Or maybe we’re in serious trouble and the bigwigs are making a beeline to our front door with a message of I told you, don’t make me come down there, and now we’ll collectively be sent to our rooms. Could it be that we’re a hotbed of folks all the higher-ups want to be seen rubbing elbows with? Yep, farmers, vintners and indie musicians—the real decision makers of the world.

Or are we?

Recently, my daughter asked me if I’d attended public rallies or observed and listened to any great civic speakers in my life. I had to think. Did a past employee of Disney World, who now toured high schools giving motivational speeches, count? Probably not. But I did learn how to walk with pep in my step and smile with my upper teeth.

Moose head

Moose head (Photo credit: elasticcamel)

I’d attended a good few Moose Lodge meetings as a kid, but that was because my school regularly sent a few of us there to practice our National Forensics League speeches before state level competitions. I guess that doesn’t count, as we were the speakers and most of our speeches weren’t so much practicing the art of debate and utilizing a public forum as they were taking credit for humorous articles ripped out of the pages of the New Yorker. Some would say we were getting the hang of practicing plagiarism. I swear I never attached my real name to anything—except maybe all the works of Tom Stoppard, because clearly, I had high standards, and I was hoping someone would recognize my talent and catapult me out of our small farming town.

The real reason for going was because the women in the Lodge’s kitchen laid out a potluck spread as if that night might be our last chance to eat. Ever.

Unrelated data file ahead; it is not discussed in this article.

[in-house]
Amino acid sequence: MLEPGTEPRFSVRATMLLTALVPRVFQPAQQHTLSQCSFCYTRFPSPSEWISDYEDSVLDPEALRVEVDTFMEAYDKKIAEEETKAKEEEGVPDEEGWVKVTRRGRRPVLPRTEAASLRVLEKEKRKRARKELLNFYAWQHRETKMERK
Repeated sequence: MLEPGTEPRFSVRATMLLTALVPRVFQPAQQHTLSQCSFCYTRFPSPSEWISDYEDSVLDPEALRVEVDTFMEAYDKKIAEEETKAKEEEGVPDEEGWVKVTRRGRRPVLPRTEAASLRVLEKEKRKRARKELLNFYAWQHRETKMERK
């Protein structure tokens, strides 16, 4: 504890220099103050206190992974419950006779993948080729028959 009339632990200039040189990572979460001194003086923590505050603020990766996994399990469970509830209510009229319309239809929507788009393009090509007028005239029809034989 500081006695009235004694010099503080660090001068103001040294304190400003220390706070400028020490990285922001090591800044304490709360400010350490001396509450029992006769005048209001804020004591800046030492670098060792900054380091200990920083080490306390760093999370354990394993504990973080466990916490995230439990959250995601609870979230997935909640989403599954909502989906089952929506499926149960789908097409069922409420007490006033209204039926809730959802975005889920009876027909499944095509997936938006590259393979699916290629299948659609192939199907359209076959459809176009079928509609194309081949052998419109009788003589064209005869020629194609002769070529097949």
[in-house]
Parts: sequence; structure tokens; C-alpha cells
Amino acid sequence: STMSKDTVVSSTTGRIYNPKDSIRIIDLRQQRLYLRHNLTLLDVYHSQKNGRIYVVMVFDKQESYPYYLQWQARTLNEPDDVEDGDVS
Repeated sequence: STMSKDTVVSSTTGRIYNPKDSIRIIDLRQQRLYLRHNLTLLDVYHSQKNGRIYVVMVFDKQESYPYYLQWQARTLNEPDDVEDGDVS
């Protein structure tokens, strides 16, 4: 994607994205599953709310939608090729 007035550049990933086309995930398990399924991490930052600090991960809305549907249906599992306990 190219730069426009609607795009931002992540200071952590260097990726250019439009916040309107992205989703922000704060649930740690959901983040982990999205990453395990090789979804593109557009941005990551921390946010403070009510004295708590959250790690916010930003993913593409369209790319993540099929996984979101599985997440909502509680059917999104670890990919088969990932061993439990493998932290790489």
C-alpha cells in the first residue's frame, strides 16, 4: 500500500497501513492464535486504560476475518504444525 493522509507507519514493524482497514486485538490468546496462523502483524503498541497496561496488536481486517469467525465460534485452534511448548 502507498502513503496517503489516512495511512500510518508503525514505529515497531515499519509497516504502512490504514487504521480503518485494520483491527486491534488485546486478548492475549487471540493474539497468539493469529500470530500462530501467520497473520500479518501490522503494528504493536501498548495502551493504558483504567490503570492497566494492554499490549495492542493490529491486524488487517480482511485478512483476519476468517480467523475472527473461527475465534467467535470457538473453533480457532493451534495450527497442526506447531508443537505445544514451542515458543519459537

As a teen, I’d once gotten swept up in a great mass of people, cheering on a guy who was shouting from the top of a wine crate, only to find out fifteen minutes into his speech that he wasn’t just hard to understand because of some funny accent as much as because of his foreign language. I traveled a lot. It can happen. It turns out, I wasn’t missing much. The rant was about public bus drivers and how there should be a city-wide ban on their cantankerous attitudes. Yeah, good luck with that.

Now this might be stretching it, but being married to a physician, I’ve attended more medical symposiums than a rapper has tattoos and sat captivated by speakers lecturing about the unhealthy state of my colon. Even though many might disagree, I do feel these folks are contributing to some civic duty by educating us on fiber choice availability from local farmers, or at least who’s doing the quickest colonoscopy in my area.

Yeah, that’s probably going too far.

Martin Luther King, Jr. Memorial

Martin Luther King, Jr. Memorial (Photo credit: Cocoabiscuit)

Does it count that Sissy Spacek lives bang next door down the road and her last movie was plum full of historic civic leaders? No?

Not even if I watched the movie twice, listened to it on audio and advertised the must-read novel for three straight weeks in my yoga class?

Visualize me shrugging in defeat.

Then, no. I will have to tell my daughter that despite my efforts, I’ve failed in ticking off the box that classifies me as an attendee to the speech of a great statesman.

But how many living orators does this world contain? Are we still churning out Winston Churchills, Nelson Mandelas, Martin Luther King Juniors and Demostheneses? Are they still teaching rhetoric in schools today?

Maybe the use of a public forum has changed—more cable TV and less barking from atop a soapbox at the local park. The way we argue our points and sway others to join our team is both effectively and laughably delivered via YouTube.

It’s different, but is it any less admirable? Do we want to foster spellbinding spokesmen or create compelling ideas and find a reliable vehicle to communicate them?

TED (conference)

TED (conference) (Photo credit: Wikipedia)

Admittedly, I’m addicted to TED. And if you’ve not heard of it, TED (Technology, Entertainment and Design) is a nonprofit dedicated to broadcasting the handiwork of great human heads. I think of it as my personal global brain—my access to the Big Giant Head. Watch one of these speeches and you, too, will be hooked.